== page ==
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Cambodia

Phnom Penh to Siem Reap: The beginning of a long journey

-17 °C

After two days of travelling, four airports and beds made out of chairs pushed together, I arrived in Phnom Penh. It's a bustling city and I headed straight into the thick of it on a moto. Fifteen minutes after landing I have a great moment: we are sitting at a stoplight and a moto pulls up next to us carrying a woman and two men. I look over and the woman is staring at me, mouth open, eyes wide: staring. I couldn't help but laugh, do I not look like a local with my sweatpants and big backpack? They sped away but the image remains in my mind.

(Side note: I apologize for my lack of English skills. My speech has been limited to pronoun, verb, noun and sometimes adjective since being here and speaking with the locals.)

I had a busy 2 days in Phnom Penh, which I thought was plenty. The most moving experience by far was S-21, the site where terrible torturing occurred during the Khmer Rouge in the late 1970s. The site is an old school house and they have left everything intact: the beds people were kept with the torture devices on the beds and photos of the victims in that room on the wall. It's intense and life changing--I couldn't even go through the entire museum. If you are interested in Cambodian history, I would learn more about those terrible years which changed the country forever. You can still feel the pain in the locals today.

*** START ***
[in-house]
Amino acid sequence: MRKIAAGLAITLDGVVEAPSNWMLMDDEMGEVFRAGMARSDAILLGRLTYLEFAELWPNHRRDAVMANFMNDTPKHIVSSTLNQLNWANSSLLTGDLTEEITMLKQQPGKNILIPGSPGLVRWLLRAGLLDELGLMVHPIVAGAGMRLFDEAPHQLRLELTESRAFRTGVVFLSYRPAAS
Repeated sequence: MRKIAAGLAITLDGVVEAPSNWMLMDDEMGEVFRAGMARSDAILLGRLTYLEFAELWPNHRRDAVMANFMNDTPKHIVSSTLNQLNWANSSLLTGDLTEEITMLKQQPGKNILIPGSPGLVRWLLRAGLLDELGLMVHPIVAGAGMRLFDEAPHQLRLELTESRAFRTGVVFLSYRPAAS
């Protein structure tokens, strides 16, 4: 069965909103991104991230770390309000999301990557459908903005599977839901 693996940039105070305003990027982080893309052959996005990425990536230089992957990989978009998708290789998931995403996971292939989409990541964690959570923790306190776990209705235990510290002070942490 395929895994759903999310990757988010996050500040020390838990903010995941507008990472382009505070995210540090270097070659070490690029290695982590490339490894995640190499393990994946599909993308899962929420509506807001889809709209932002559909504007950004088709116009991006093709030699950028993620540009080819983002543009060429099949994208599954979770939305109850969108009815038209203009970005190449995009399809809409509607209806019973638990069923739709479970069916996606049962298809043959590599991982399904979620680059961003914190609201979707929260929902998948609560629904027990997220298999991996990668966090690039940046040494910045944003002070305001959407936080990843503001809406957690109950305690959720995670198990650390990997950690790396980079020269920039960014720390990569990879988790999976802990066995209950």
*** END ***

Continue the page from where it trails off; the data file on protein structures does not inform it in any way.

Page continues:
The city was okay, but I was really looking for a more rural Cambodian experience. The people here can be really intense towards tourists (I understand, everyone needs to eat) but the men are really friendly and don't make me feel uncomfortable at all (they just stare). I will say that driving down main boulevards on a tiny moto on the wrong side of the street while dodging other drivers, pedestrians and cars was thrilling but not enough so to stay in this crazy city.

The country is overwhelmingly young, it seems like 1/4 of the country is made up of babies though I have yet to see a pregnant woman...The kids here are the cutest things ever, when you pass by them especially in the fishing villages, their naked little butts scream HALLOO!! and wave and smile until they can't see us anymore. But the poverty here is so terrible, it's really difficult to see. I'll write more on that later.

While in PP I met a group of American law students, studying in Hong Kong for 4 months. We traveled together, by boat, to Siem Reap. It was a beautiful 5 hour trip through tiny fishing villages and since it's rainy season, we navigated along the tops of trees. Siem Reap, for those who have never been to the city, is a charming though heavily touristed town that has become popular due to it's accessibility to Angkor Wat. And then started my unforgettable weekend with the Angkor temples.

Posted by MonicaTeal 03.10.2007 18:48 Archived in Cambodia

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Comments

Rice must agree with you, Monica! Sounds like you're having quite an adventure already. I'd love to see you on a little moto!! you have to post some pix. Angkor Wat pix would be cool also.

We are all waiting to hear more so keep it coming!

03.10.2007 by scotth

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